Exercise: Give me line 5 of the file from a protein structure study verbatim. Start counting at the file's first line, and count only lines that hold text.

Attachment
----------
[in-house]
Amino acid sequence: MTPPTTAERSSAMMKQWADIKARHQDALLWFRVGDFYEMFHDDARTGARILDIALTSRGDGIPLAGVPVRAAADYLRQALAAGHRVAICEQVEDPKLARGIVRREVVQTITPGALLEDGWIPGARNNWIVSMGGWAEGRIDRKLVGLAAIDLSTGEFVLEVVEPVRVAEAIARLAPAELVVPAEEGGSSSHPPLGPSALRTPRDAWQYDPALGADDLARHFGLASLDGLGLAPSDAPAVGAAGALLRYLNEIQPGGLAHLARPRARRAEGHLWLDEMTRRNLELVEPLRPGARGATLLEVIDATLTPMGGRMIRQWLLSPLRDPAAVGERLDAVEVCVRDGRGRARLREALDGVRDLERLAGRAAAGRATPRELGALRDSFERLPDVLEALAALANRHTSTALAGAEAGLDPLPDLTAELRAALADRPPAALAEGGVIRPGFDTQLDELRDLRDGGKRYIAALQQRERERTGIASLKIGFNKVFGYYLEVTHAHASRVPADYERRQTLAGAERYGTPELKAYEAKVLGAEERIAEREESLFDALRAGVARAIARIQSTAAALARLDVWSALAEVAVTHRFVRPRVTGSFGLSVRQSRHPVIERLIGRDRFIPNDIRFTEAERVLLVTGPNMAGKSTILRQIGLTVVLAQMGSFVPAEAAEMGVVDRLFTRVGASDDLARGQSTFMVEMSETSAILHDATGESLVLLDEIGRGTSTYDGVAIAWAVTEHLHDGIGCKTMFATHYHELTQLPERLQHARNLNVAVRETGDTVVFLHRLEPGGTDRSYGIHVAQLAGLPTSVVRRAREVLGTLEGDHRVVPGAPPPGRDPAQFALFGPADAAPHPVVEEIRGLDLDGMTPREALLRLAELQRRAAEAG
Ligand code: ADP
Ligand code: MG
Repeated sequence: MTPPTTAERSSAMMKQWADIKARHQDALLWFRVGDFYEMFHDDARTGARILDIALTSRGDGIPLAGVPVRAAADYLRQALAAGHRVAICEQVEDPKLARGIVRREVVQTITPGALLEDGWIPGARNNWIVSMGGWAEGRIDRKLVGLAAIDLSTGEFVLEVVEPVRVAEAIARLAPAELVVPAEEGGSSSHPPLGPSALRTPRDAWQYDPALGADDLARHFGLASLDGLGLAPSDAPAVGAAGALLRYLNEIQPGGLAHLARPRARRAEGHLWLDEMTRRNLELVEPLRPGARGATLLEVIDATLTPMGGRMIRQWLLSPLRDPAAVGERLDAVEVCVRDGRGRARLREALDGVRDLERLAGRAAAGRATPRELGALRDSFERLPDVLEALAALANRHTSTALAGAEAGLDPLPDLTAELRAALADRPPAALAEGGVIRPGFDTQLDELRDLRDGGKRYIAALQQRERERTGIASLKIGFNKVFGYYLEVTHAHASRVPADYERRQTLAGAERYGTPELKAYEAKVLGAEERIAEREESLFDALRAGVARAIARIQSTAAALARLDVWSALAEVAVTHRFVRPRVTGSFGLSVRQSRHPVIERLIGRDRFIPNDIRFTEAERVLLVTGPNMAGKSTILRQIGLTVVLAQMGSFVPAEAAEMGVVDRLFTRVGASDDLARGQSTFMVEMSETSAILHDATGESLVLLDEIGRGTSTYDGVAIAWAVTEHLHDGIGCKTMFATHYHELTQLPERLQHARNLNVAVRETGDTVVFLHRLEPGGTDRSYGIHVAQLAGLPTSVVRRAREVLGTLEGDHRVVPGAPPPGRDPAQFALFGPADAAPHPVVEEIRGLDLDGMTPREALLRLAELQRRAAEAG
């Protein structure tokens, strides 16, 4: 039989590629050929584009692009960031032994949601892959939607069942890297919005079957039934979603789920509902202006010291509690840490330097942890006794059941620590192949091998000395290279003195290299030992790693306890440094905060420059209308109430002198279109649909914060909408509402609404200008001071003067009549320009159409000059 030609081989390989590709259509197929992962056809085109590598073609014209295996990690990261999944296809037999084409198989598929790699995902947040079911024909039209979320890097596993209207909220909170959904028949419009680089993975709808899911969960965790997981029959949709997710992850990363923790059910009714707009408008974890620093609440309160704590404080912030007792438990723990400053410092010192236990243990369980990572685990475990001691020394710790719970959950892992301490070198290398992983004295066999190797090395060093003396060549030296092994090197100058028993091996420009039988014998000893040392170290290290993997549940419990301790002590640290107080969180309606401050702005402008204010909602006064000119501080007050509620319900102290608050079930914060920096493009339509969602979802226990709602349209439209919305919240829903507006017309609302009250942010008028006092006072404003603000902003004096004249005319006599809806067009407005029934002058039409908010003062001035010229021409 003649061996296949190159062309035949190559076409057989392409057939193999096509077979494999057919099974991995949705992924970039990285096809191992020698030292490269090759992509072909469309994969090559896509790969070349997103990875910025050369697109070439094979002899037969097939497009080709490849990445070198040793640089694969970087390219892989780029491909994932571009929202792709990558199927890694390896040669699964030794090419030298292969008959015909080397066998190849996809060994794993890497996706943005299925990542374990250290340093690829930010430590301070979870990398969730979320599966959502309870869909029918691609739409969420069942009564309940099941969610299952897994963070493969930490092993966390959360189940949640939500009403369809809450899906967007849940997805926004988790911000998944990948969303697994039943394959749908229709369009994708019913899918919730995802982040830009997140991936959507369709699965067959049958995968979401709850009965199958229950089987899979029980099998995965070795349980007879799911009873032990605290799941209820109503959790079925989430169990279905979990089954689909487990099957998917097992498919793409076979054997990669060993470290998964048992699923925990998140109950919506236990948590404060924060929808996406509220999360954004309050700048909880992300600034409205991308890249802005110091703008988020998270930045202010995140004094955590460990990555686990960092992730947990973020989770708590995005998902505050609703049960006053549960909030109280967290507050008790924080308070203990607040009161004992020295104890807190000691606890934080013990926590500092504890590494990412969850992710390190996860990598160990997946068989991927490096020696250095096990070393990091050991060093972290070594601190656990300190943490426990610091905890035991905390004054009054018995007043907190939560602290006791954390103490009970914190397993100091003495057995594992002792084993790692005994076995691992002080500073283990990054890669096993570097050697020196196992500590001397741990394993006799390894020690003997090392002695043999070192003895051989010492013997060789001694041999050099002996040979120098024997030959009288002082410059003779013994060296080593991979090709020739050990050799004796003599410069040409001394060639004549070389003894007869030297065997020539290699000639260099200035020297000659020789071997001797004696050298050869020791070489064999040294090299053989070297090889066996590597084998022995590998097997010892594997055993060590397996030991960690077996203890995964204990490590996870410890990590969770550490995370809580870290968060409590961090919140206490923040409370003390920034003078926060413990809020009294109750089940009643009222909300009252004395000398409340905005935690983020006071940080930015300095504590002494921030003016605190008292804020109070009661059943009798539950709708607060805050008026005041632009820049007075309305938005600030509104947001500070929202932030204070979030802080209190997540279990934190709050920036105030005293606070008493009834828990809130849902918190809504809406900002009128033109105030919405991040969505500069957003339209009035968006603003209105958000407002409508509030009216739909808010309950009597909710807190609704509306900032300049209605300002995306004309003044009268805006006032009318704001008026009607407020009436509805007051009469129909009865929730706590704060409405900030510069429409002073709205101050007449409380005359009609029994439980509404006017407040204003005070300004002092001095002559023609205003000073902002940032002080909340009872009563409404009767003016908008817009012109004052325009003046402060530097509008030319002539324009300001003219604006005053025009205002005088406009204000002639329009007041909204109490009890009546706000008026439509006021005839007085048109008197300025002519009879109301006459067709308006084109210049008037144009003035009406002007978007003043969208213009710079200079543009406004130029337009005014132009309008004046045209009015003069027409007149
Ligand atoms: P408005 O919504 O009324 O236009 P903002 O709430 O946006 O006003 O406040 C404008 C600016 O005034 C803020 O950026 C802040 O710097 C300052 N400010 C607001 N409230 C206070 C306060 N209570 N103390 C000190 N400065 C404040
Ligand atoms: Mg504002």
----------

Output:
Repeated sequence: MTPPTTAERSSAMMKQWADIKARHQDALLWFRVGDFYEMFHDDARTGARILDIALTSRGDGIPLAGVPVRAAADYLRQALAAGHRVAICEQVEDPKLARGIVRREVVQTITPGALLEDGWIPGARNNWIVSMGGWAEGRIDRKLVGLAAIDLSTGEFVLEVVEPVRVAEAIARLAPAELVVPAEEGGSSSHPPLGPSALRTPRDAWQYDPALGADDLARHFGLASLDGLGLAPSDAPAVGAAGALLRYLNEIQPGGLAHLARPRARRAEGHLWLDEMTRRNLELVEPLRPGARGATLLEVIDATLTPMGGRMIRQWLLSPLRDPAAVGERLDAVEVCVRDGRGRARLREALDGVRDLERLAGRAAAGRATPRELGALRDSFERLPDVLEALAALANRHTSTALAGAEAGLDPLPDLTAELRAALADRPPAALAEGGVIRPGFDTQLDELRDLRDGGKRYIAALQQRERERTGIASLKIGFNKVFGYYLEVTHAHASRVPADYERRQTLAGAERYGTPELKAYEAKVLGAEERIAEREESLFDALRAGVARAIARIQSTAAALARLDVWSALAEVAVTHRFVRPRVTGSFGLSVRQSRHPVIERLIGRDRFIPNDIRFTEAERVLLVTGPNMAGKSTILRQIGLTVVLAQMGSFVPAEAAEMGVVDRLFTRVGASDDLARGQSTFMVEMSETSAILHDATGESLVLLDEIGRGTSTYDGVAIAWAVTEHLHDGIGCKTMFATHYHELTQLPERLQHARNLNVAVRETGDTVVFLHRLEPGGTDRSYGIHVAQLAGLPTSVVRRAREVLGTLEGDHRVVPGAPPPGRDPAQFALFGPADAAPHPVVEEIRGLDLDGMTPREALLRLAELQRRAAEAG